Do Taxes Matter? Lessons from the 1980s

15 Pages Posted: 6 Jan 2007

See all articles by Joel B. Slemrod

Joel B. Slemrod

University of Michigan, Stephen M. Ross School of Business; National Bureau of Economic Research (NBER)

Date Written: March 1992

Abstract

The response of the economy to two major -- although in important respects offsetting -- tax reforms has been much smaller than ardent supply-side revolutionaries expected, thus suggesting that a reassessment of the grounds for revolt is in order. This paper offers such a reassessment by first discussing how the evidence from the tax reforms of 1981 and 1986 reflects on our understanding of the response to taxation -- with particular reference to savings and capital gains realizations. I then reconstruct a 1992 view about how taxes affect behavior. A unifying theme is that the tax system does much more than alter the relative prices of real variables -- it also provides incentives to misreport income, restructure financial claims, time transactions, change the legal form of organization, and so on. For this reason, observed low tax elasticities of real variables may be due to either low elasticities of substitution or the fact that tax policy changes opportunity sets in complex ways. Disentangling these explanations requires an emphasis on the transaction-based nature of the tax system and the administration and enforcement of tax laws.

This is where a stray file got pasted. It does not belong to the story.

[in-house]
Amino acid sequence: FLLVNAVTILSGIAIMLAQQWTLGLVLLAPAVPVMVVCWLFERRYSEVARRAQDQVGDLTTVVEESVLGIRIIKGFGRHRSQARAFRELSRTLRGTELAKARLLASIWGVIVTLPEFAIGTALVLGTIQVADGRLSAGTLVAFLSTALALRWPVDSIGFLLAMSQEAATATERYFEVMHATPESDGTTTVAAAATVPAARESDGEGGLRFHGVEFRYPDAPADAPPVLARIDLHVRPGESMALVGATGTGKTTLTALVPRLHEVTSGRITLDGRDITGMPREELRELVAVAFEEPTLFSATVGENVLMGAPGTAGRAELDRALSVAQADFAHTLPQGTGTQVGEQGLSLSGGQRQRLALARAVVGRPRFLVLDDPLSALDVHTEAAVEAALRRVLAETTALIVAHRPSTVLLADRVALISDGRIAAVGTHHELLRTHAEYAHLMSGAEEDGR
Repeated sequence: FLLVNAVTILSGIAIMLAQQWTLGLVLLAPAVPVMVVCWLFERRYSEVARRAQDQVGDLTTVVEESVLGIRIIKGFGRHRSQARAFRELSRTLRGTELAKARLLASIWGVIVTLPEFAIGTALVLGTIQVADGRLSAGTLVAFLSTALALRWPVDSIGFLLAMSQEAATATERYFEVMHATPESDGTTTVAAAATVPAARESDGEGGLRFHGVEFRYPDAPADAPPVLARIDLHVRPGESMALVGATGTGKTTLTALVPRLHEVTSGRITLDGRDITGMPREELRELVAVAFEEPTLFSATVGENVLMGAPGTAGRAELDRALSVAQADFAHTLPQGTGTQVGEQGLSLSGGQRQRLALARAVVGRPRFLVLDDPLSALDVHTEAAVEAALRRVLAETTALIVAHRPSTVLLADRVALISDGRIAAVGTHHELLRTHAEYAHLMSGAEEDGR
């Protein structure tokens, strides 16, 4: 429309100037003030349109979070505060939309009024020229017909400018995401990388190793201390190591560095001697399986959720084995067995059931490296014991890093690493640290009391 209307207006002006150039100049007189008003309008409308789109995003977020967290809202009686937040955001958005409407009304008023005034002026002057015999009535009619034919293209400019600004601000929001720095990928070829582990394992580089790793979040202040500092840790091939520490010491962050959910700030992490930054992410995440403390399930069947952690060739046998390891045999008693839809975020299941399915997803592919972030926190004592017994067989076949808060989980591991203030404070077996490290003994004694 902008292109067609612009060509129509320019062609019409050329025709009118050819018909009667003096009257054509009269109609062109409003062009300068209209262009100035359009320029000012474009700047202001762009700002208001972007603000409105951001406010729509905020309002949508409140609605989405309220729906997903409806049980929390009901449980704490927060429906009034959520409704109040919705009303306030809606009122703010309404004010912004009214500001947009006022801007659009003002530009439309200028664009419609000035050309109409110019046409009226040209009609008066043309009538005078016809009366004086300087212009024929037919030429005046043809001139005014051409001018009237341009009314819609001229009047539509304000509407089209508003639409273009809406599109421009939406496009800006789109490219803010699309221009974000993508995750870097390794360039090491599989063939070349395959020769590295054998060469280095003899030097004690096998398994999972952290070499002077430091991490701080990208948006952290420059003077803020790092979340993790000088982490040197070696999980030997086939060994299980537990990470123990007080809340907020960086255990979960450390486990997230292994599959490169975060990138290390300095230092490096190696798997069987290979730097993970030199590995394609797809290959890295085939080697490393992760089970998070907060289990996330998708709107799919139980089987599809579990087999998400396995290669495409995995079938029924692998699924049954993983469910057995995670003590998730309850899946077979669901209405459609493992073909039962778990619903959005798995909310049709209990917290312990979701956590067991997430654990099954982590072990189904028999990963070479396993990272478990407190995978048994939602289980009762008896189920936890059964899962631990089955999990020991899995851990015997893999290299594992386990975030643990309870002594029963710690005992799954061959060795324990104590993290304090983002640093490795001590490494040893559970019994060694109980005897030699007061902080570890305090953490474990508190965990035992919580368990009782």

Suggested Citation

Slemrod, Joel B., Do Taxes Matter? Lessons from the 1980s (March 1992). NBER Working Paper No. w4008. Available at SSRN: https://ssrn.com/abstract=476151

Joel B. Slemrod (Contact Author)

University of Michigan, Stephen M. Ross School of Business ( email )

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